Phil Ehart – Kansas's drummer, founder, and manager – told CNBC Tuesday that the coronavirus interruption to concerts had had a troubling effect on the entire live entertainment industry.
"We all sit at home … there is no income," said Ehart in a "Squawk Box" interview. "We are stranded."
Before the pandemic, Kansas, which has been making music since the 1970s, was preparing to tour the US to release its new album "The Absence of Presence".
Then Ehart said, "We got a call from our agent. He said," Folks, go home. … California closes, Oregon, Las Vegas, everything started to shut down. ""
"At first it's very amazing," added the drummer. "Then you notice that all of our support staff – our lighting, our trucking and our staging – are at home. It begins to have an effect and at the end of this tunnel there is no more light."
While the live entertainment industry includes artists and musicians who have had to cancel tours, the lack of events has also affected millions of other people working behind the scenes.
A concert by Bandit Lites.
Michael T. Strickland, Chairman and Founder of Bandit Lites, is one of those in trouble. His 45-year-old company provides lighting for stage shows.
“Unlike some other difficult companies, we are in a moment when there is absolutely nothing we can do,” said Strickland, who appeared with Ehart on CNBC. "You have 10 million people who are literally making no income."
According to an industry survey conducted in April, soon after the full state lockdown began, over 76% of entertainment technology company owners said they had lost all of their cash flow, with about 96% of them shedding staff.
"The entire live events industry will run out of income on March 13," said Strickland. "It's been five months since the virus emerged and it will be another five months before we can get open when we can get open."
"We speak for Kansas," added Ehart, "we're already moving our dates from 2020 to 2021. The other day we started moving our dates to 2022. It doesn't look any better."
Ehart also noted that even if things start over, the effects that are occurring now may be felt for years to come.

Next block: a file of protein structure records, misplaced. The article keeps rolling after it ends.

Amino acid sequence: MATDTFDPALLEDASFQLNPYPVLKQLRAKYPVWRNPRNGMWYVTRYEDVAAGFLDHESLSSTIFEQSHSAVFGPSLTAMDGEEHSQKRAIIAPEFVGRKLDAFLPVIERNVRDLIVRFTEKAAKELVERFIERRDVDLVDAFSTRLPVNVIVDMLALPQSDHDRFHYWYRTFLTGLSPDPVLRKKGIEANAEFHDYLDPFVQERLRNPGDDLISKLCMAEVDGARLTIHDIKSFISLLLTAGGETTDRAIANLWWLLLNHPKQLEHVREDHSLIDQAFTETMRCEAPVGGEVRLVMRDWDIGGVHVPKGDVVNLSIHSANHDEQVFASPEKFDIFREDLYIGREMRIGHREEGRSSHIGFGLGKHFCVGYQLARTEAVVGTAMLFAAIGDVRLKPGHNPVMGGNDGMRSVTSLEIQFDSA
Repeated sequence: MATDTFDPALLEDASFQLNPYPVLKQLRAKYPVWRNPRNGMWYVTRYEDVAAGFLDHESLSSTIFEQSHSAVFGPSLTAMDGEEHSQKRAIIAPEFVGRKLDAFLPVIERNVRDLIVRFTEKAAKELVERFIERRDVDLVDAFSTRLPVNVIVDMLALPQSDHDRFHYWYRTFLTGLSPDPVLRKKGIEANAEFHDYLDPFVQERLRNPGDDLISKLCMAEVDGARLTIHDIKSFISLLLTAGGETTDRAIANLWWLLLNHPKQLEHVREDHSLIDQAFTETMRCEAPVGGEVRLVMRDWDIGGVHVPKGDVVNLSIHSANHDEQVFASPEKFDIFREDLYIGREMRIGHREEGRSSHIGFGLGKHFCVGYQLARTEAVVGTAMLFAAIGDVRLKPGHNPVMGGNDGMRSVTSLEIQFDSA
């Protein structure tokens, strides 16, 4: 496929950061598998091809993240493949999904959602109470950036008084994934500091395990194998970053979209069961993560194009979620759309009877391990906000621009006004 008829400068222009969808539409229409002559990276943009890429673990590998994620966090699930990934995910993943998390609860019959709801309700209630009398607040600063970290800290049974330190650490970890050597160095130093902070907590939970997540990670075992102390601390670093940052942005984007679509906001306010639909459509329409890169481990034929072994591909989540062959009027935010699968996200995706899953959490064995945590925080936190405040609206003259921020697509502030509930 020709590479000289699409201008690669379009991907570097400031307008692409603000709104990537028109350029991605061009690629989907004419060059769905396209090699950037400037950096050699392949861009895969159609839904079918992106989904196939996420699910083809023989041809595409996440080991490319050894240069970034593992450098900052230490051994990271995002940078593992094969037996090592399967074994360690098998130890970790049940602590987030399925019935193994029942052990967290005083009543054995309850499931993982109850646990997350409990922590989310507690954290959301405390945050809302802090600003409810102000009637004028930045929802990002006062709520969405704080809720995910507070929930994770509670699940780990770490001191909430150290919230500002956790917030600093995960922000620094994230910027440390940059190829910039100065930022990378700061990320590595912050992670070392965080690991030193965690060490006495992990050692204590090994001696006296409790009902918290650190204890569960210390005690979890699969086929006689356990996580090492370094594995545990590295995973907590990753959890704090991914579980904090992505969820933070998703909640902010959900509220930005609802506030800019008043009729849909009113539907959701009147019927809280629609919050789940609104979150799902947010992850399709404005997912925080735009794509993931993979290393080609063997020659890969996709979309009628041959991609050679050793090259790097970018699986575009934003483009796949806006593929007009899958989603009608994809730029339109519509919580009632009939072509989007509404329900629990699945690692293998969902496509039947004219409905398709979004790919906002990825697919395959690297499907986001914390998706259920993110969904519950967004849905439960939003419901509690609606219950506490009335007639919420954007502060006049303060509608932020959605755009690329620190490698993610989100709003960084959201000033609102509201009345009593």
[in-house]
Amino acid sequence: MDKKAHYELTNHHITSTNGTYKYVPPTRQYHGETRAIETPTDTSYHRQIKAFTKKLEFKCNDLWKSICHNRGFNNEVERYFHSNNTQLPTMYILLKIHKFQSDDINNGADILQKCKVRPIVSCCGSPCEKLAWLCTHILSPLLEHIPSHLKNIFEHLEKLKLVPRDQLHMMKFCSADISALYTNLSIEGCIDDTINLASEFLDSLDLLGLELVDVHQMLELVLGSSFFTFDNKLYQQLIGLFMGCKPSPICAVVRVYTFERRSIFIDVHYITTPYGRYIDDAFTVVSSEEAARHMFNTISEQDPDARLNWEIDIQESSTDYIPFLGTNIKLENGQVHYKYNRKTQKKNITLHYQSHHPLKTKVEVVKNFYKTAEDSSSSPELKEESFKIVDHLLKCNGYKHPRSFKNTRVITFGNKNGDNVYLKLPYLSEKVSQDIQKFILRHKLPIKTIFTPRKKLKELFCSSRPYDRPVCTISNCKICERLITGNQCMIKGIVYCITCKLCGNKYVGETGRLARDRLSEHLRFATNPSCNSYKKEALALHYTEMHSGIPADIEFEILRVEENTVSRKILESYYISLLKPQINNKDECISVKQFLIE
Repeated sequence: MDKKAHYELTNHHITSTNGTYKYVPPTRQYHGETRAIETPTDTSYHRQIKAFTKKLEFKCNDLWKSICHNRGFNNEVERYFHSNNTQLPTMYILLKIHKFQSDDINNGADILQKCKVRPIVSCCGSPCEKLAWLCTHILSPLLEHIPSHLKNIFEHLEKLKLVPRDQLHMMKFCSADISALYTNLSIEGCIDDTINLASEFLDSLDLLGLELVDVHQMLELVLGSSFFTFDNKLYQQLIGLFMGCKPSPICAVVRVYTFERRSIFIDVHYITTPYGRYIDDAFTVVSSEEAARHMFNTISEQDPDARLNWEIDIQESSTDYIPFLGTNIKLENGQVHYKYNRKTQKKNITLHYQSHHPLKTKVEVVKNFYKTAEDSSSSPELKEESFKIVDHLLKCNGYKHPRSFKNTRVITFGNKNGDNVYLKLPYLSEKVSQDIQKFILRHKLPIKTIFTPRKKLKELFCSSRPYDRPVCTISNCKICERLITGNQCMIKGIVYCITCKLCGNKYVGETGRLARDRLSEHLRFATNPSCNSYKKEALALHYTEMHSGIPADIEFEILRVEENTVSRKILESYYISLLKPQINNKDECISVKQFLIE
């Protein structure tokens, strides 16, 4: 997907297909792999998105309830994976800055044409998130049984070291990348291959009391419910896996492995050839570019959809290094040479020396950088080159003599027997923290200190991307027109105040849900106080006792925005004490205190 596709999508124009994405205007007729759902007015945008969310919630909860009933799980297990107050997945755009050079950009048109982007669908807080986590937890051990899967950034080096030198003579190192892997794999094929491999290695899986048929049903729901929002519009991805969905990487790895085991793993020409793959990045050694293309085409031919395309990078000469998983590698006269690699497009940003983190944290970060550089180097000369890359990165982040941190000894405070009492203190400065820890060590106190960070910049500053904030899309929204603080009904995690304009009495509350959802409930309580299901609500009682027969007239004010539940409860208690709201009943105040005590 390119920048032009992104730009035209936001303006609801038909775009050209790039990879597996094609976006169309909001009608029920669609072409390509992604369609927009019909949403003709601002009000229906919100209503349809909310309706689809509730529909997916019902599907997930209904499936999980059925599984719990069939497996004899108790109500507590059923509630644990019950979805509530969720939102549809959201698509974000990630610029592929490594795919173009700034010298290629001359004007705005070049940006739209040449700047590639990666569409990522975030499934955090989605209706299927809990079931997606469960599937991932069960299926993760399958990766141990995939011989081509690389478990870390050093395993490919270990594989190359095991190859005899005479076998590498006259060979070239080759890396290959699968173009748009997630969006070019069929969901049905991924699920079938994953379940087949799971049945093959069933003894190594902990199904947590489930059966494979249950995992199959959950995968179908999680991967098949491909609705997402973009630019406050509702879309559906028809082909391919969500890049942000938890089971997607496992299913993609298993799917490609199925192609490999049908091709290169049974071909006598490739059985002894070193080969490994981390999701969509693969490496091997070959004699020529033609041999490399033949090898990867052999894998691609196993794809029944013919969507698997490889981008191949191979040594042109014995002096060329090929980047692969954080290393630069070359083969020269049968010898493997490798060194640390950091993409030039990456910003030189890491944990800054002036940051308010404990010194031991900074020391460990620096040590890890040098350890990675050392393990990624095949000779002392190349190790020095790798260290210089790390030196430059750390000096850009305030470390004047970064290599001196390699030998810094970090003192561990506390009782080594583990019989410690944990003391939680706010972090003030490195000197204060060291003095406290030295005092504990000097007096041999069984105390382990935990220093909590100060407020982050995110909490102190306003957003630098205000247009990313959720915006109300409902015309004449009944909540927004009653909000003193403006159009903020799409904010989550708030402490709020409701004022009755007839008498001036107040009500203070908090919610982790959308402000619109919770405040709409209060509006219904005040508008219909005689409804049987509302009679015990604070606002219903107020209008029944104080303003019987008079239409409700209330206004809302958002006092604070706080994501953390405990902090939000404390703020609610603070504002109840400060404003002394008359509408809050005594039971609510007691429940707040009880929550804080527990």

"Think of your favorite theater, your favorite performing arts centers," he said. "If they don't have concerts for a year or two they won't survive. … These theaters will be bought, probably demolished, and when we all come out of them they won't be there." . "
It is for this reason that people like Ehart and Strickland are calling on Congress to introduce more support for small businesses, especially those involved in live entertainment.
Strickland has been speaking to GOP Senators from Tennessee Lamar Alexander and Marsha Blackburn since March when Capitol Hill passed and President Donald Trump signed the $ 2.2 trillion CARES bill that created the federal paycheck protection program, to give companies unsuccessful loans so they can keep paying their employees during the coronavirus crisis.
"What Congress did for us in April with the PPP was phenomenal," said Strickland. "That was kind of a bridging loan when we all thought it would be over in 30 to 60 days. Now we've gone beyond that and everyone in the small business community is out of money."
Strickland is part of the #RedAlertRESTART initiative, which aims to draw attention to the crisis that small businesses in the industry are facing. On September 1, around 2,000 buildings and areas across North America will be lit in red, including the Empire State Building in New York City, the Hollywood Bowl in California, and even Niagara Falls on the US-Canada border. There was a similar call to action in the UK earlier this month.
#RedAlert UK illuminates the Thames.
Strickland emphasized the immediacy of the crisis. "Not only will venues no longer exist, we are already losing businesses," he said. "More importantly, we are losing people from this market sector and moving into other market sectors. That is why it is so important that the increased unemployment is prolonged."
While it may be too early to say exactly when live events will return, Strickland told CNBC he was confident that people will want to attend events and concerts will return in person rather than virtually.
It's the same with Ehart. "They want to believe that one day we will come out of it and there will be concerts again, there will be sports, ballet," said the Kansas founder. "I like to stay positive."